Skip Navigation LinksHome > January 2007 - Volume 119 - Issue 1 > Nontuberculous Mycobacterial Breast Implant Infections
Plastic & Reconstructive Surgery:
doi: 10.1097/01.prs.0000244924.61968.d2
Cosmetic: Original Articles

Nontuberculous Mycobacterial Breast Implant Infections

Macadam, Sheina A. M.D.; Mehling, Blair M. M.D.; Fanning, Anne M.D.; Dufton, John A. M.Sc.; Kowalewska-Grochowska, Kinga T. M.D.; Lennox, Peter M.D.; Anzarut, Alexander M.D.; Rodrigues, Mabel Ph.D.

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Abstract

Background: For reasons that are unclear, the incidence of nontuberculous mycobacterial disease is increasing worldwide. Periprosthetic nontuberculous mycobacterial infections following augmentation mammaplasty and breast reconstruction have been reported previously in the form of case reports.

Methods: This retrospective case series examines periprosthetic nontuberculous mycobacterial infections in two western Canadian cities (Edmonton, Alberta, and Vancouver, British Columbia) over a 10-year time period.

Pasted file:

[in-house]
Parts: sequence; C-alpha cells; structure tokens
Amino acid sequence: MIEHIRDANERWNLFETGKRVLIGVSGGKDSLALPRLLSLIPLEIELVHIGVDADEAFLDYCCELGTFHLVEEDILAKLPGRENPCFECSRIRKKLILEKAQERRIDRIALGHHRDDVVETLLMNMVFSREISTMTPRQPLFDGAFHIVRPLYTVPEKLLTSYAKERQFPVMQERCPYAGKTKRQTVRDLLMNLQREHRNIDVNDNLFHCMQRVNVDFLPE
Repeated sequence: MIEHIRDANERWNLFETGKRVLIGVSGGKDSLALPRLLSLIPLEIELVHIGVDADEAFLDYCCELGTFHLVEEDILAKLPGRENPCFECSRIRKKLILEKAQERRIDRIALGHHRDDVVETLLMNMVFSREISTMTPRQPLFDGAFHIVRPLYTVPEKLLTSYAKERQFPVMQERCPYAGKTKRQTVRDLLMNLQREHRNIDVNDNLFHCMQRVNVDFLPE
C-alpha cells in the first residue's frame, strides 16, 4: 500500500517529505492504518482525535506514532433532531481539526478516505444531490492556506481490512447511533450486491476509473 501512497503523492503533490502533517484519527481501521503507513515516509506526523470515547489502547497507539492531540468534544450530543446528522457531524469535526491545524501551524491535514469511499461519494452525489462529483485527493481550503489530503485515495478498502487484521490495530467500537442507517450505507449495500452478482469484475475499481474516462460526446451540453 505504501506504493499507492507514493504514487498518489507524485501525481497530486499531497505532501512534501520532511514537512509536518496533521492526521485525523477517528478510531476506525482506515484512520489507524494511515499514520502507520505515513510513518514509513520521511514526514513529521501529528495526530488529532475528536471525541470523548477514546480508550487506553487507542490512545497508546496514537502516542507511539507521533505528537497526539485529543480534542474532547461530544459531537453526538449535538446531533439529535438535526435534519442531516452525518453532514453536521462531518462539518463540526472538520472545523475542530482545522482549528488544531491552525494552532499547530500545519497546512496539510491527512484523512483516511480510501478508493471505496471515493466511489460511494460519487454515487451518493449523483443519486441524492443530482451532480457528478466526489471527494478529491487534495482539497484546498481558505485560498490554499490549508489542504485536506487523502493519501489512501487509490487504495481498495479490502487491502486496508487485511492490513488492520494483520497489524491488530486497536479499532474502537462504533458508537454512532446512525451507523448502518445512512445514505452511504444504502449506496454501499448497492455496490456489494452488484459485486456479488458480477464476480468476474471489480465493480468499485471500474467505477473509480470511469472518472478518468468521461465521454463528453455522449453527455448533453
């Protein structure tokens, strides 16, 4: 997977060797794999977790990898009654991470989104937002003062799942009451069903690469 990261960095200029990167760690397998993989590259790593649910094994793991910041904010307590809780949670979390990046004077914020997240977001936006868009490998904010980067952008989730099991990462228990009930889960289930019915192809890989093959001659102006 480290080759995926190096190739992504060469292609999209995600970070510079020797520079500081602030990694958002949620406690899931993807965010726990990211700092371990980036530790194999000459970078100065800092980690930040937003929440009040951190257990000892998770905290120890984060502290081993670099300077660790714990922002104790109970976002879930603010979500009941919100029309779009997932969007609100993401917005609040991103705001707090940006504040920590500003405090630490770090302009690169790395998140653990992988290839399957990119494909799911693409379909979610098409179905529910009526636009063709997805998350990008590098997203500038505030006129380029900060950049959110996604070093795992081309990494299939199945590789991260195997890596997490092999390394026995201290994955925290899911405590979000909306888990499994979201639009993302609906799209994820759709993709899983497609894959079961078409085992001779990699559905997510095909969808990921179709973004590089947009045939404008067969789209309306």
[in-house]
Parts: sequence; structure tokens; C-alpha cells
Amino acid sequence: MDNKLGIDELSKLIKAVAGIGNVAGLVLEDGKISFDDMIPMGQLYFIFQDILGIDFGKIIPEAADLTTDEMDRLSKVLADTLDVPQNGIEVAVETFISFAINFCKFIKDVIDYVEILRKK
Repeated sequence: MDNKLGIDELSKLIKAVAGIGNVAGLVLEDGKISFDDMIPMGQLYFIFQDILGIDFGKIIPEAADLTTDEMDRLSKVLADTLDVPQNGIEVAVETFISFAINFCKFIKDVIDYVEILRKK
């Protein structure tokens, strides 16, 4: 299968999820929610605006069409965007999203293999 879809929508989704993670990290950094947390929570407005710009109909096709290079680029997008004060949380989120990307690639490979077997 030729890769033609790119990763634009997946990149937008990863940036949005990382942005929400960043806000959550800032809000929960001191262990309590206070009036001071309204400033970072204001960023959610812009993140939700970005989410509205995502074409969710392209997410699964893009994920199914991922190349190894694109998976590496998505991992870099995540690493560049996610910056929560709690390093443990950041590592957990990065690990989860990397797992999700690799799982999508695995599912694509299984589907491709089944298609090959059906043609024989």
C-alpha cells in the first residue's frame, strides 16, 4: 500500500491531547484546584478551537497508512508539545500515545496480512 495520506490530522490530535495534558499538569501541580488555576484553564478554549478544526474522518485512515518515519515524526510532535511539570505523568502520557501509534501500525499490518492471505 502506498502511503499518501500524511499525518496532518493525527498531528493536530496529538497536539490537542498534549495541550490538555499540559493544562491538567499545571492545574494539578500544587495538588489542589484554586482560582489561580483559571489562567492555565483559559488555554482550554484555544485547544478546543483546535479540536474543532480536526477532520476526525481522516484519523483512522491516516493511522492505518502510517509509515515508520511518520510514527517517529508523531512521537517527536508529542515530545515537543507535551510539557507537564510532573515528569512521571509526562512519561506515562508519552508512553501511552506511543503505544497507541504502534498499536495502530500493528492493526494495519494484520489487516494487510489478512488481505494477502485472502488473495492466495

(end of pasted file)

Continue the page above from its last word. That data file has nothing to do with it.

Results: Ten patients were identified, four of whom had bilateral infections. The most common isolate was Mycobacterium fortuitum. Clinical features were similar to nonmycobacterial periprosthetic infections. The median time to onset of symptoms was 4.5 weeks and the median time to culture an organism was 5.4 weeks. The median duration of antibiotic therapy was 22 weeks. Patients required a mean of three additional operations after diagnosis. Nine patients underwent explantation of the involved implant(s). Reimplantation was performed in six patients a median of 11.5 months after explantation. All cases of reimplantation were successful.

Conclusions: Experience with this postoperative complication is limited, as nontuberculous mycobacteria represent a minority of the pathogens responsible for periprosthetic infections. In the absence of specific features with which to identify patients at risk, the surgeon must be aware of the possibility of this infection. To achieve earlier diagnosis, the clinician should have a high index of suspicion in a patient with delayed onset of symptoms, negative preliminary cultures, and a periprosthetic infection that fails to resolve following a course of conventional antimicrobial treatment. With appropriate treatment, nontuberculous mycobacterial periprosthetic infections can be managed successfully.

©2007American Society of Plastic Surgeons

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